- © Dmytro Chalyi | Dreamstime
Verizon Communications, Coca-Cola, the North Face, Levi Strauss & Co., Honda, the Hershey Company: Starting July 1, all of these global brands are pulling their ads from Facebook and Instagram.
More than 300 companies have signed on to the Stop Hate for Profit boycott, launched on June 17. Organized by a coalition that includes the NAACP, the Anti-Defamation League, Color of Change and Common Sense Media, it demands that Facebook do more to stop the spread of hate speech, misinformation and conspiracy theories on its platforms.
I'm all for the boycott. For the past 10 years, publishers like me have watched as Facebook sucked up a larger and larger percentage of online advertising revenue. Last year, the company made close to $70 billion from advertisers, many of whom used to market themselves in media outlets that fund local journalism — like Seven Days.
The result is not only fewer journalists in Vermont and elsewhere responsibly reporting on their communities; money that was once used to inform the public and foster democracy is now being used for just the opposite.
We've known for years that the world's largest social network is used and misused by bad actors. Russian operatives ran ads on Facebook targeting Americans during the 2016 election. White nationalist organizers of the 2017 Unite the Right rally in Charlottesville, Va., recruited participants via a Facebook event page. The man who killed 50 people at two mosques in New Zealand in 2019 livestreamed the massacre on Facebook.
Despite the company's numerous apologies and promises of change, new issues keep popping up. In the past few weeks, false rumors about antifa activists have proliferated in Facebook groups. A June 22 New York Times story explains how false reports of antifa violence reached 41 different towns, inundating law enforcement with calls and inflaming tensions around otherwise peaceful demonstrations against police brutality.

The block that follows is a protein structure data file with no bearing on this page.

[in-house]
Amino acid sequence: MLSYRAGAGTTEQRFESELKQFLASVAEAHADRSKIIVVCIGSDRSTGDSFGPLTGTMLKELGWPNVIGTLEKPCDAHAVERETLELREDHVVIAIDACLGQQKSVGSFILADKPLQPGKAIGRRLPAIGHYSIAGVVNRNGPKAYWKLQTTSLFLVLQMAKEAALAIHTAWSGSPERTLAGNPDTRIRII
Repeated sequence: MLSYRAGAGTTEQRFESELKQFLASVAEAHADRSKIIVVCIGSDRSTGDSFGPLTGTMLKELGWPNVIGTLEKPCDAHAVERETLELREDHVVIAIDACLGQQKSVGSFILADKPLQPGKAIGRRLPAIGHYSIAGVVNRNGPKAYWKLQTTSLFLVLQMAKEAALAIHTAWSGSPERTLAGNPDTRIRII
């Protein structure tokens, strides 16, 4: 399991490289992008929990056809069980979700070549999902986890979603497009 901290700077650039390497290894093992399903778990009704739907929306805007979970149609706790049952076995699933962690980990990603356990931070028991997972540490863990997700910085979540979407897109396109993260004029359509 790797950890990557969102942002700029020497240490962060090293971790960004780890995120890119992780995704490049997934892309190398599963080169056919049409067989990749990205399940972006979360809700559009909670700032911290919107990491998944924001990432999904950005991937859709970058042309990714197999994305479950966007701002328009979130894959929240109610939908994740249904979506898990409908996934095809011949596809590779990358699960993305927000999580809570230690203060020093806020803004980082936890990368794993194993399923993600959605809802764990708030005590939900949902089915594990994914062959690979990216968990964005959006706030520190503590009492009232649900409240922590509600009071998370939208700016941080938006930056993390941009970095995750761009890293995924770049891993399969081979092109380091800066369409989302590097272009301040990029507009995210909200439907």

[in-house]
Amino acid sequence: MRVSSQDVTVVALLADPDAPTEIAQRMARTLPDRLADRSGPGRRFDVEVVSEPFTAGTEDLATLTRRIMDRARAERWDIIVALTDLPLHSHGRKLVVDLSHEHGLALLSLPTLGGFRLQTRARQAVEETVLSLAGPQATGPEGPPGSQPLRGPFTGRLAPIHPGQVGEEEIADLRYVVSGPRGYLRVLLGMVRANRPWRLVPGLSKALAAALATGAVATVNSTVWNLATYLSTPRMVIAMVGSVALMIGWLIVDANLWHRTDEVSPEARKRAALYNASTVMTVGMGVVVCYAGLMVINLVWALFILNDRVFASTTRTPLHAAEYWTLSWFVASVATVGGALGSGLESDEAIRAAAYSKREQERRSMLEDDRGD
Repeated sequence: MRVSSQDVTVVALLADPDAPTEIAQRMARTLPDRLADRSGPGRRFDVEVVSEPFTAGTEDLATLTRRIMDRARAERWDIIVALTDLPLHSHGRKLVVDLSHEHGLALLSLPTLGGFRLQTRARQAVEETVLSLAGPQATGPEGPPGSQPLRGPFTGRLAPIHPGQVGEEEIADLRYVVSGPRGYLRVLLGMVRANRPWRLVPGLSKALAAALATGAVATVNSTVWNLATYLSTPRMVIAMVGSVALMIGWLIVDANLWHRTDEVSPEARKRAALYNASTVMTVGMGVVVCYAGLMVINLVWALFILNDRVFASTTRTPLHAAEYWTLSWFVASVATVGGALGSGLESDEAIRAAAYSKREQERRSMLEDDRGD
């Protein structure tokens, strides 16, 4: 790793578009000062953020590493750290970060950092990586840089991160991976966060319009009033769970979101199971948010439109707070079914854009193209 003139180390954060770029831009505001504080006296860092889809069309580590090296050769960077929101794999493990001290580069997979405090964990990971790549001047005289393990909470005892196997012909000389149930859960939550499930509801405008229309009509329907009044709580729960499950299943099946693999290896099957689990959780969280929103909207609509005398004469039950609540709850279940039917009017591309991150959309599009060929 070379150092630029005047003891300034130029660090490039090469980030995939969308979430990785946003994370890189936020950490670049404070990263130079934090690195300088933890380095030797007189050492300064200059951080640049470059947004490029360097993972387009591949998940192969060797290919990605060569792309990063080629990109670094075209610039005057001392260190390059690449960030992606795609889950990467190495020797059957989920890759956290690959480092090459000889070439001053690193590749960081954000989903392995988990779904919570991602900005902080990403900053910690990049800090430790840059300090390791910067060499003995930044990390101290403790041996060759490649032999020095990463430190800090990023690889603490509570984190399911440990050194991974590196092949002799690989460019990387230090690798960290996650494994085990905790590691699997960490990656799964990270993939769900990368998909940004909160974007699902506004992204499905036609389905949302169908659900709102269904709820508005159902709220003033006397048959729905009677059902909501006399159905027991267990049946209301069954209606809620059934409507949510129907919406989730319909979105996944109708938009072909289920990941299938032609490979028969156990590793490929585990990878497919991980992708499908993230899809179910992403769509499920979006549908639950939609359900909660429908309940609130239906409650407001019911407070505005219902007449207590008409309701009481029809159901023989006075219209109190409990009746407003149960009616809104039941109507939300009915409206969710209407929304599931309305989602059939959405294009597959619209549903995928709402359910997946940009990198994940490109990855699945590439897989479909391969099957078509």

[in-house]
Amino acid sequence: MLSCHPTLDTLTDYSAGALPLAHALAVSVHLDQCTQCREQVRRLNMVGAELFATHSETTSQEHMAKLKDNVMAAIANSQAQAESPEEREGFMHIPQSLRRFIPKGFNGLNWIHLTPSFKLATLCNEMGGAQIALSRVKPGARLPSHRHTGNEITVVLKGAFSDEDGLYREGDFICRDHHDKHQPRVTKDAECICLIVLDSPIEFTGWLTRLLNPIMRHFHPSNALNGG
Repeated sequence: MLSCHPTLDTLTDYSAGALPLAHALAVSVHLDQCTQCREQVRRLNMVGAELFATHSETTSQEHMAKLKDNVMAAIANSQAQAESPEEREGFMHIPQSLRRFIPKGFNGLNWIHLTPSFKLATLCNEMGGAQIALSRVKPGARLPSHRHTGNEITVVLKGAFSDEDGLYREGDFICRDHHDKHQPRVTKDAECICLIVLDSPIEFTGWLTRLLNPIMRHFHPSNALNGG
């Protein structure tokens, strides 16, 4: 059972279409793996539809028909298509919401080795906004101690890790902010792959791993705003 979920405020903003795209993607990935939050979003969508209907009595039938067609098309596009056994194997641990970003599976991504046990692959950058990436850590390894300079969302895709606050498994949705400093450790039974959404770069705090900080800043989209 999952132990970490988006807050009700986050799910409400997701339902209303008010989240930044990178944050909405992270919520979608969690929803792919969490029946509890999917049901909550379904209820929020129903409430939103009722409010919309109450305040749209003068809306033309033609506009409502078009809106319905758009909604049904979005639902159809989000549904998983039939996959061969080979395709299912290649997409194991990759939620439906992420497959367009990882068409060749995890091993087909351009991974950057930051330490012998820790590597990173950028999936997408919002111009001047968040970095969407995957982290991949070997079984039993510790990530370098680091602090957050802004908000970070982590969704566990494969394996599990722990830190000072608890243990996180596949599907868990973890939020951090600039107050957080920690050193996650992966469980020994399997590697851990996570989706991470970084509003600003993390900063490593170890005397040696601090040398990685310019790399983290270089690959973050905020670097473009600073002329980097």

Critics point out: It's almost impossible to hold Facebook accountable. Unlike traditional publishers, who are bound by libel and discrimination laws, social media companies are not liable for what users post on their platforms. Because they are viewed as public bulletin boards, not publishers, Section 230 of the federal Communications Decency Act absolves them of all responsibility. Law enforcement and federal regulators have been slow to address the spread of the resulting hate speech online.
Could the boycott finally force Facebook to clean up its act?
Last Friday, CEO Mark Zuckerberg pledged to remove posts that incite violence and to label hate speech from politicians, neither of which he'd been willing to do previously. But the boycott organizers want much more.
Stophateforprofit.org lists 10 demands, including that Facebook find and eliminate groups that promote white supremacy, anti-Semitism and "violent conspiracies"; stop the site's algorithms from recommending content or groups that promote hate, misinformation or conspiracies; and give victims of severe harassment the ability to talk with an actual, live Facebook employee — something that's virtually impossible today.
Zuckerberg's promises weren't enough to satisfy Unilever, which owns both Seventh Generation and Ben & Jerry's. The company announced last Friday that it would stop advertising on both Facebook and Twitter through the end of the year, according to the Wall Street Journal. On Sunday, Starbucks stepped up, too. The coffee company spent $95 million on Facebook ads last year.
Luis Di Como, Unilever's executive vice president of global media, explained his company's decision: "Based on the current polarization and the election that we are having in the U.S., there needs to be much more enforcement in the area of hate speech," he told the Journal. "Continuing to advertise on these platforms at this time would not add value to people and society."
Advertising with local media outlets like Seven Days, we'd argue, most certainly does.